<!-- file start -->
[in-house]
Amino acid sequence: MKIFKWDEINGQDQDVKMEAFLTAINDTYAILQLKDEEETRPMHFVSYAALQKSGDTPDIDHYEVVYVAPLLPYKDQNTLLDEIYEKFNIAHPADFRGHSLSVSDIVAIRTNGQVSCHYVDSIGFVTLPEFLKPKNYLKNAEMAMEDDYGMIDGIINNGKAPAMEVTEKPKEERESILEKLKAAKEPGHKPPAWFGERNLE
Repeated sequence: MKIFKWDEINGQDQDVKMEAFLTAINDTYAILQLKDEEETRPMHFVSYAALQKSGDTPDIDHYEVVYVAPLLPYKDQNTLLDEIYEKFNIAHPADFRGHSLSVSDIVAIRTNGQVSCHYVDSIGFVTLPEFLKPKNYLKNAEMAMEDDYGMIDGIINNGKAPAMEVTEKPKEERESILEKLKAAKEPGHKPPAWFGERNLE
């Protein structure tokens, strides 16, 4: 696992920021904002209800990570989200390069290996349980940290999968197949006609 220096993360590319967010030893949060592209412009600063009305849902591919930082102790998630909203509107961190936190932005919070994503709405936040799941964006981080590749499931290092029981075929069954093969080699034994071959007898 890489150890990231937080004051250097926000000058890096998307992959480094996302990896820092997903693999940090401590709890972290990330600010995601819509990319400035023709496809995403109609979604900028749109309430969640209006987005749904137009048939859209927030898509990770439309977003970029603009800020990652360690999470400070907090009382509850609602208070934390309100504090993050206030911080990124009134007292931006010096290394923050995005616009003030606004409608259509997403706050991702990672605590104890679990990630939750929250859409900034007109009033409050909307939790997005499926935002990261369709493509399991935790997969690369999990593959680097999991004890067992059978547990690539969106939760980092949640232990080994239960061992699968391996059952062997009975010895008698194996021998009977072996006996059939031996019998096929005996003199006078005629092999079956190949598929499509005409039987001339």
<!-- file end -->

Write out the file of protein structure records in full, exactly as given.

[in-house]
Amino acid sequence: MKIFKWDEINGQDQDVKMEAFLTAINDTYAILQLKDEEETRPMHFVSYAALQKSGDTPDIDHYEVVYVAPLLPYKDQNTLLDEIYEKFNIAHPADFRGHSLSVSDIVAIRTNGQVSCHYVDSIGFVTLPEFLKPKNYLKNAEMAMEDDYGMIDGIINNGKAPAMEVTEKPKEERESILEKLKAAKEPGHKPPAWFGERNLE
Repeated sequence: MKIFKWDEINGQDQDVKMEAFLTAINDTYAILQLKDEEETRPMHFVSYAALQKSGDTPDIDHYEVVYVAPLLPYKDQNTLLDEIYEKFNIAHPADFRGHSLSVSDIVAIRTNGQVSCHYVDSIGFVTLPEFLKPKNYLKNAEMAMEDDYGMIDGIINNGKAPAMEVTEKPKEERESILEKLKAAKEPGHKPPAWFGERNLE
């Protein structure tokens, strides 16, 4: 696992920021904002209800990570989200390069290996349980940290999968197949006609 220096993360590319967010030893949060592209412009600063009305849902591919930082102790998630909203509107961190936190932005919070994503709405936040799941964006981080590749499931290092029981075929069954093969080699034994071959007898 890489150890990231937080004051250097926000000058890096998307992959480094996302990896820092997903693999940090401590709890972290990330600010995601819509990319400035023709496809995403109609979604900028749109309430969640209006987005749904137009048939859209927030898509990770439309977003970029603009800020990652360690999470400070907090009382509850609602208070934390309100504090993050206030911080990124009134007292931006010096290394923050995005616009003030606004409608259509997403706050991702990672605590104890679990990630939750929250859409900034007109009033409050909307939790997005499926935002990261369709493509399991935790997969690369999990593959680097999991004890067992059978547990690539969106939760980092949640232990080994239960061992699968391996059952062997009975010895008698194996021998009977072996006996059939031996019998096929005996003199006078005629092999079956190949598929499509005409039987001339």